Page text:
The most impressive way to approach Belo Horizonte is from the south, over the magnificent hills of the Serra do Espinhaço, on a road that winds back and forth before finally cresting a ridge where the entire city is set out before you. It’s a spectacular sight, as Belo Horizonte sprawls in an enormous bowl surrounded by hills, a sea of skyscrapers, favelas and industrial suburbs. From the centre, the jagged, rust-coloured skyline of the Serra do Espinhaço, which gave the city its name, is always visible on the horizon – still being transformed by the mines gnawing away at the “breast of iron”.
The most popular trips out from the capital are to the cidades históricas, but there are several other sites that also warrant a visit: to the southwest is Inhotim, a wonderful contemporary-art centre set amidst stunning landscape, while to the east, lying beyond the nearest of the cidades históricas, Sabará, is the beautiful Parque Natural do Caraça.
Minas Gerais’ tasty (if heavy) regional food, comida mineira, is one of Brazil’s most distinctive – based mainly on pork, the imaginative use of vegetables, couve (a green vegetable somewhat like kale), and the famous tutu, a thick bean sauce made by grinding uncooked beans with manioc flour and cooking the mixture. Many of the dishes originate from the early mule trains and bandeirante expeditions of the eighteenth century, when food had to keep for long periods (hence the use of salted pork, now usually replaced by fresh) and be easily prepared without elaborate ingredients.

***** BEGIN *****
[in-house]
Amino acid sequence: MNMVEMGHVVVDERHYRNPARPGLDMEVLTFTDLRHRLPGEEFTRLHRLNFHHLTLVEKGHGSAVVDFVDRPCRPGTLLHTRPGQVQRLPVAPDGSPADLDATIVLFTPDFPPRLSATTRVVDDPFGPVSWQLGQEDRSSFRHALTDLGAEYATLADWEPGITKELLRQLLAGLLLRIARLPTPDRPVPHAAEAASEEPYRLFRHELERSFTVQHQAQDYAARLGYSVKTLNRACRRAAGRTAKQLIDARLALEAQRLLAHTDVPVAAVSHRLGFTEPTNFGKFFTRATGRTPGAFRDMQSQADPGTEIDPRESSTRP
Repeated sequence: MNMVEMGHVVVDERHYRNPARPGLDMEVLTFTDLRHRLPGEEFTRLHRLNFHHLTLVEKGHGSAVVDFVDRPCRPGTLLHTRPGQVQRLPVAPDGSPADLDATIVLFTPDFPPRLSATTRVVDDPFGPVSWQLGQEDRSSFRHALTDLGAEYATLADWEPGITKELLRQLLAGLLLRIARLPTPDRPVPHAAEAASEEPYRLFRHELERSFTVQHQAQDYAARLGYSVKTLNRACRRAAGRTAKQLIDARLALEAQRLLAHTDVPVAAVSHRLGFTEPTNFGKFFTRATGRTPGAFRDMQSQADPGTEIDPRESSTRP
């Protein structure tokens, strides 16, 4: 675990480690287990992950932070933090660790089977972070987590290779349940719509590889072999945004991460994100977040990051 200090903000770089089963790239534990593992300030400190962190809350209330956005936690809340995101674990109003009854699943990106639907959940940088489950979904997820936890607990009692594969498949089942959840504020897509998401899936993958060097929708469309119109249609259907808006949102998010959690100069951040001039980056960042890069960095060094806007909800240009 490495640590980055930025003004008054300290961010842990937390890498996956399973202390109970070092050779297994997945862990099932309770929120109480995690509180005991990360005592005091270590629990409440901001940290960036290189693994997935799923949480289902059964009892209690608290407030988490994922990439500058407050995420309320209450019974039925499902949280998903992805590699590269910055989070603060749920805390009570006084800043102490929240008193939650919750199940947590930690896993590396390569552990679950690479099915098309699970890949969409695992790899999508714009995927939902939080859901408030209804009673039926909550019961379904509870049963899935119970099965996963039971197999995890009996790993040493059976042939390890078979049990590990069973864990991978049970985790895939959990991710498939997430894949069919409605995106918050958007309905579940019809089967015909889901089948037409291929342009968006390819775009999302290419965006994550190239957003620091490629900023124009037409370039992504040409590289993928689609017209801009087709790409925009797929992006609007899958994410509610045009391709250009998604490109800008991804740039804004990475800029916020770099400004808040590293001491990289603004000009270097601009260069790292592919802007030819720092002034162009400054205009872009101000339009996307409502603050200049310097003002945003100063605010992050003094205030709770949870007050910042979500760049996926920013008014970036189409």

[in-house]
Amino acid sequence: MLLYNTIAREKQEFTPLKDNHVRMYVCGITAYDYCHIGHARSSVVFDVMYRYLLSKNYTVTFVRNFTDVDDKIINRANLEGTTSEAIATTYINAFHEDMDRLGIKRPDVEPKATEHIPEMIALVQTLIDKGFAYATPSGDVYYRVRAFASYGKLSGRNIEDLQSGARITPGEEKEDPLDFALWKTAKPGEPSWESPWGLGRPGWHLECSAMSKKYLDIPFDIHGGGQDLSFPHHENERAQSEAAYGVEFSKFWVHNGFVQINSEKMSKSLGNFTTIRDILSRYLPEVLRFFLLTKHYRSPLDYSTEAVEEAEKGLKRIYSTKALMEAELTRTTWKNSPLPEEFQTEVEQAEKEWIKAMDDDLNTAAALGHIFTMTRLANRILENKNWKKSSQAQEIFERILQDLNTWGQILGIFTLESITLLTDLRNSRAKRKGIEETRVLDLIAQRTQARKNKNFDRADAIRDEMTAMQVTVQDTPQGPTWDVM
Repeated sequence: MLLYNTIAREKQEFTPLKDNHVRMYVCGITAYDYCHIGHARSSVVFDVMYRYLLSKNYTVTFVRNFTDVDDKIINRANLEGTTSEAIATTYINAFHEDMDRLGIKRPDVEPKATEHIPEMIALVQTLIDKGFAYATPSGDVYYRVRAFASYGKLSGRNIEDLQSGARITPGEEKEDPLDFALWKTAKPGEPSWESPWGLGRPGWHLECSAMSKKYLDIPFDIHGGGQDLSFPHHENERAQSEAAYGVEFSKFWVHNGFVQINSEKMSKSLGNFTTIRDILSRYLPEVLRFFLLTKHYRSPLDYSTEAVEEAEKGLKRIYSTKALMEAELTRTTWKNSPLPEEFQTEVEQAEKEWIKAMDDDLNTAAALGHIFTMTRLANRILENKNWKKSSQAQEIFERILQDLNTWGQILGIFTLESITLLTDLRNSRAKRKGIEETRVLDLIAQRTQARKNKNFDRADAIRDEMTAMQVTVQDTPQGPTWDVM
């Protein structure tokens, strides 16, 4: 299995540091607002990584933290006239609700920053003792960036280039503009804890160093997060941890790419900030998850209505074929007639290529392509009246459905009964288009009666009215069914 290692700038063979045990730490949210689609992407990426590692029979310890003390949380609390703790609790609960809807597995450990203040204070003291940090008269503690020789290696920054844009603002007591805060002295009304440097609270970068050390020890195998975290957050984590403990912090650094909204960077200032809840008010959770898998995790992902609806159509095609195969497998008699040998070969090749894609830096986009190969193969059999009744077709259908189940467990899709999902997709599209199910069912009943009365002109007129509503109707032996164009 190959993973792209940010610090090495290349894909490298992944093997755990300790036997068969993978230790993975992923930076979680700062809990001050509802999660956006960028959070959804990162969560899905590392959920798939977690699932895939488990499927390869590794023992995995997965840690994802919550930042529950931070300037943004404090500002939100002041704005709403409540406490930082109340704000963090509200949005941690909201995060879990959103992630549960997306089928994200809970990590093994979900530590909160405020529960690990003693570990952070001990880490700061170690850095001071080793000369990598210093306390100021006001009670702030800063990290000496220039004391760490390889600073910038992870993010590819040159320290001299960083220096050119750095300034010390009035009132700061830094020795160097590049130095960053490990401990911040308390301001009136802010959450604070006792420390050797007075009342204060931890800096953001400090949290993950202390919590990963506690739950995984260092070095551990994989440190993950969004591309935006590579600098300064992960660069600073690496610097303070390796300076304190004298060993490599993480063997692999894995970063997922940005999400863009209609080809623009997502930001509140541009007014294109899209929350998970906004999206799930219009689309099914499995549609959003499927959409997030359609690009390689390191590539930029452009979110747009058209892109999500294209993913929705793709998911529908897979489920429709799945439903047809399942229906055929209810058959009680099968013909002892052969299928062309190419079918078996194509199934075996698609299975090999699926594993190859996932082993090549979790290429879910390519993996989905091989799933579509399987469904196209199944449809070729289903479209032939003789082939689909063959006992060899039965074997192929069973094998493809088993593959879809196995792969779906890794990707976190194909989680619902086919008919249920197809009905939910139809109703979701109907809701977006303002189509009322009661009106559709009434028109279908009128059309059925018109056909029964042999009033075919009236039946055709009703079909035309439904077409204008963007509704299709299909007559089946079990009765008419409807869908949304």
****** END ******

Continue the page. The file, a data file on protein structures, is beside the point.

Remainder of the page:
Comida mineira is not difficult to find; outside Belo Horizonte it is rare to come across restaurants that serve anything else, and the capital itself has plenty of authentic establishments, provided you know where to look. There are also small stores everywhere serving Minas Gerais’ doces (cakes and sweetmeats), local cheeses, made both from goats’ and cows’ milk, and, of course, cachaça, usually drunk neat here before a meal “to prepare the stomach” and then again after a meal “to settle the stomach”. Typical dishes include:
A straightforward, rich stew of either beef or pork, cooked for hours until tender.
Stewed ribs of ham.
Tripe stew cooked with sweet potatoes. Stews (including the two above) often include the excellent Minas sausages, smoked and peppery.
A rich caramel sludge.
(“Mule driver’s beans”). A close relative to tutuamineira, with a name that betrays its eighteenth-century origins; it features everything that is in a tutu but also has beans fried with farinha (manioc flour), egg and onion thrown into the mix.
Definitely one for hardened carnivores only: essentially chicken cooked in its own blood. It’s better than it sounds, but rather bitter in taste.
Chicken roasted with okra and served sizzling with a side plate of anju, a corn porridge that mineiros eat with almost anything.
Most common of all dishes, found on every menu; roasted pork served with lashings of tutu, garnished with steamed couve and torresmo (an excellent salted-pork crackling).